Now, if the physical or solid future Sivana came from at age 40 decoheres, there would be no place for him to return to, and if he can't remember it he may not even try. However, there would be two Sivana's with paralleling lives, albeit one age 30 one age 40. Eventually the two, aging forward, would reach a point in time when the younger of the two Sivana's went back in the past, leaving the older Sivana, now 50, to continue to age forward by himself. However, the new age 40 Sivana going back in the past would encounter the age 30 Sivana he was that grew to be the age 40 Sivana he became.

Two of the same person existing at the same time only of different ages may not be as strange as it sounds.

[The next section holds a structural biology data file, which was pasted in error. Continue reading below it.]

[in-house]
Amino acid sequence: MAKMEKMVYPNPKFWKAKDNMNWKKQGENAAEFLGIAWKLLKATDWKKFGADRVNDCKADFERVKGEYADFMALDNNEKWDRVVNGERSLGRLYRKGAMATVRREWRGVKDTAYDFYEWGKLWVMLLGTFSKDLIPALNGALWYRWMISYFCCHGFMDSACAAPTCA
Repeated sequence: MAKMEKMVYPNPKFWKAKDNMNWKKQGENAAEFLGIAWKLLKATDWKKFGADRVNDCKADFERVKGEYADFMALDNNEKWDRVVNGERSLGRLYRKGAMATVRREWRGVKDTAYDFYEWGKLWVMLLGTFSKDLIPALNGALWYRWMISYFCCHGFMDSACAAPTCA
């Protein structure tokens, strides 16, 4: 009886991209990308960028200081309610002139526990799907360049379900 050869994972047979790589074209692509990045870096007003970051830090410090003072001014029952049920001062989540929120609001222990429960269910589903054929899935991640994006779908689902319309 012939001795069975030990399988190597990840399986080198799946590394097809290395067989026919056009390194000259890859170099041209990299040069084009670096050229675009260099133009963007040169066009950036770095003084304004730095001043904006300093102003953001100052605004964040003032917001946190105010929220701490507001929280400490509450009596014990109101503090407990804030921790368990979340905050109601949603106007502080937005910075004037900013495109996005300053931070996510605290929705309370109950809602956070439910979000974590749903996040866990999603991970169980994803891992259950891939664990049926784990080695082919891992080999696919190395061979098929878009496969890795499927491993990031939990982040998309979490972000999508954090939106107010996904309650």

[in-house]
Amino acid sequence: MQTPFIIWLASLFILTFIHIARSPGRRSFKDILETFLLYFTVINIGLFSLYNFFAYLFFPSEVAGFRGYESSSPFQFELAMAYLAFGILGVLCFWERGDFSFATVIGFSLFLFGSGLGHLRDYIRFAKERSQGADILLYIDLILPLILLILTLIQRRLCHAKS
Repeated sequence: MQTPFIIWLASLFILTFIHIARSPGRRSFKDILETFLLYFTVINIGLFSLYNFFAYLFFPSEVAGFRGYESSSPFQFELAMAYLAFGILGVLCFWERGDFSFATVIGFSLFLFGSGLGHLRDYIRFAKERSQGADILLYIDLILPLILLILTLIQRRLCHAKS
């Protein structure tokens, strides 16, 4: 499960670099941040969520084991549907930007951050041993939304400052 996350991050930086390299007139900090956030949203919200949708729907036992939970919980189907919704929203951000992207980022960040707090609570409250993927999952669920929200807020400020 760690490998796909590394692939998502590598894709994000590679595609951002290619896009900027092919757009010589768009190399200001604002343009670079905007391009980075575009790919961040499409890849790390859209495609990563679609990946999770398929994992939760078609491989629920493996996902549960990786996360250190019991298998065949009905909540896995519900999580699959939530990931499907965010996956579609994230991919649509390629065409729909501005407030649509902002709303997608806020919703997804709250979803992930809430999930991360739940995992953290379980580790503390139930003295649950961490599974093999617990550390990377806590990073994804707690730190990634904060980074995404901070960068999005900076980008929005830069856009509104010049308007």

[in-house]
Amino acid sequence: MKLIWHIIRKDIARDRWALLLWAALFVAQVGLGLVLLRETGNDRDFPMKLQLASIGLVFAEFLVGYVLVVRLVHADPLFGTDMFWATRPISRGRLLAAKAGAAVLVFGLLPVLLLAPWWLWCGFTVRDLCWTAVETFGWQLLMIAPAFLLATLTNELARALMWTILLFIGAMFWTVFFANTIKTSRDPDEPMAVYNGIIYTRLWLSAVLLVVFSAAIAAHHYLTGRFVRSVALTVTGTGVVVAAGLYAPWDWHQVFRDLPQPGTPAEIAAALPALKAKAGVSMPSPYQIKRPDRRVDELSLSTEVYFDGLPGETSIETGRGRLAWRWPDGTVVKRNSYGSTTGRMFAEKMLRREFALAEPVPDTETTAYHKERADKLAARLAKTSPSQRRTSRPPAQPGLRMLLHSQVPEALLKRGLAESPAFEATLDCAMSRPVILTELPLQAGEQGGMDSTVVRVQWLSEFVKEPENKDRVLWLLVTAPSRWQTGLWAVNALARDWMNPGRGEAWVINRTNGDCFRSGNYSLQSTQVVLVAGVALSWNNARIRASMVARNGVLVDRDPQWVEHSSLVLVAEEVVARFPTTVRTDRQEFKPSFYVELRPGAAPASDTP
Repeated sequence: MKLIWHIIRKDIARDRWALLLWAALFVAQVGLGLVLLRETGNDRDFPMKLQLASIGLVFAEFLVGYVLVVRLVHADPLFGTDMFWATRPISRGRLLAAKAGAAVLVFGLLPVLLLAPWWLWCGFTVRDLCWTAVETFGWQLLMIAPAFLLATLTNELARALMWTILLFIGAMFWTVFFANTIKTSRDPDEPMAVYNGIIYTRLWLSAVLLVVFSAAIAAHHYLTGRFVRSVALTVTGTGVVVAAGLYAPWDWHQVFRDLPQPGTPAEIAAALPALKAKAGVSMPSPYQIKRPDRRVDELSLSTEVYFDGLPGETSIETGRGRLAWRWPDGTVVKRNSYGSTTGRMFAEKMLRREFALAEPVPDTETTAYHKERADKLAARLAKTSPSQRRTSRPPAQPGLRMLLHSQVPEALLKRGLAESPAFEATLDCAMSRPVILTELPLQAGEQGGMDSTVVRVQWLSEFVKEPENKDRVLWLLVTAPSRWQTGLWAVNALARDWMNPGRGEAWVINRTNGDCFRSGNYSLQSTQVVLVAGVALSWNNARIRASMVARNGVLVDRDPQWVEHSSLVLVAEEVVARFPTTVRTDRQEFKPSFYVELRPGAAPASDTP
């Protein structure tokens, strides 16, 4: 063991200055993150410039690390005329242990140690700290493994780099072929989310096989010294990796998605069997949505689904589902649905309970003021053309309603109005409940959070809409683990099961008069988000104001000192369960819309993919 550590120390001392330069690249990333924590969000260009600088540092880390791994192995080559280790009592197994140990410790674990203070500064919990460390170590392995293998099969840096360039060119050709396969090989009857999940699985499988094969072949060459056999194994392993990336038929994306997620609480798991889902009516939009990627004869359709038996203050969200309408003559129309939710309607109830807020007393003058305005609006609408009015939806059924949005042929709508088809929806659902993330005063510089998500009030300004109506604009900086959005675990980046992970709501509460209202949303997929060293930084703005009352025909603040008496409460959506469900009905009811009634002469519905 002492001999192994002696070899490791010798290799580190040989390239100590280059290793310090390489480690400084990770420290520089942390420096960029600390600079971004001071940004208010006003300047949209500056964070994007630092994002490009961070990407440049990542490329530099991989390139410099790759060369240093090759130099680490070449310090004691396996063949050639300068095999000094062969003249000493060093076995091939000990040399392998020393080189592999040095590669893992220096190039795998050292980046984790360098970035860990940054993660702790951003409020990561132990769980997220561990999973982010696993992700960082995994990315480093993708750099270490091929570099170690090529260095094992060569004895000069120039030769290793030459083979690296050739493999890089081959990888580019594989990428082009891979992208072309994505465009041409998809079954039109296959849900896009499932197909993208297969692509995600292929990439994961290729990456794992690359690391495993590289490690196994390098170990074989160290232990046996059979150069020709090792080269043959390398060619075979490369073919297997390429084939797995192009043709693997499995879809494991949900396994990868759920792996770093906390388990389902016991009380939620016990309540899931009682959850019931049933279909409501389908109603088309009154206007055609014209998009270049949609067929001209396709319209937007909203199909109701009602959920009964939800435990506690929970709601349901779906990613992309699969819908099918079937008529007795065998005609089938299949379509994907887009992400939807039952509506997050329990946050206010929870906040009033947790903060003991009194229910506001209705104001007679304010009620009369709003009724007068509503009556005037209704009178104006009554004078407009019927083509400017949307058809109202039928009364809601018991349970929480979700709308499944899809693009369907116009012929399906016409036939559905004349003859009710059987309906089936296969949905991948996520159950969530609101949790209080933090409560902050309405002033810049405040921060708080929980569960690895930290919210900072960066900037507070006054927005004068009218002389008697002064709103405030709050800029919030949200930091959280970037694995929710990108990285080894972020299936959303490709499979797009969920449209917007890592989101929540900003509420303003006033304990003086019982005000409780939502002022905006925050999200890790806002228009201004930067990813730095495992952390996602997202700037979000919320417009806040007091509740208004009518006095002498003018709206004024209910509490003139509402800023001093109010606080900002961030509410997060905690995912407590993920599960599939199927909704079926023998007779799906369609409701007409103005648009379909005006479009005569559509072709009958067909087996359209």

Take my case for instance. As my mother's illness became more and more serious it became increasingly more difficult for my father to care for her as well as care for three young boys, so much so he decided to investigate the possibility of a full time care facility for her. One of the facilities was an around the clock full care sanatorium-like hospital in Santa Barbara, California. Although a good portion of the year 1943 is not totally clear down to the most minute detail I remember the Santa Barbara excursion well because the day my dad went to see the sanatorium not only did he take my mother along, but me as well --- with no brothers! So said, the trip had to have occurred before the end of the year 1943 because by Christmas of that year I was in India. The following, is found at the source so cited: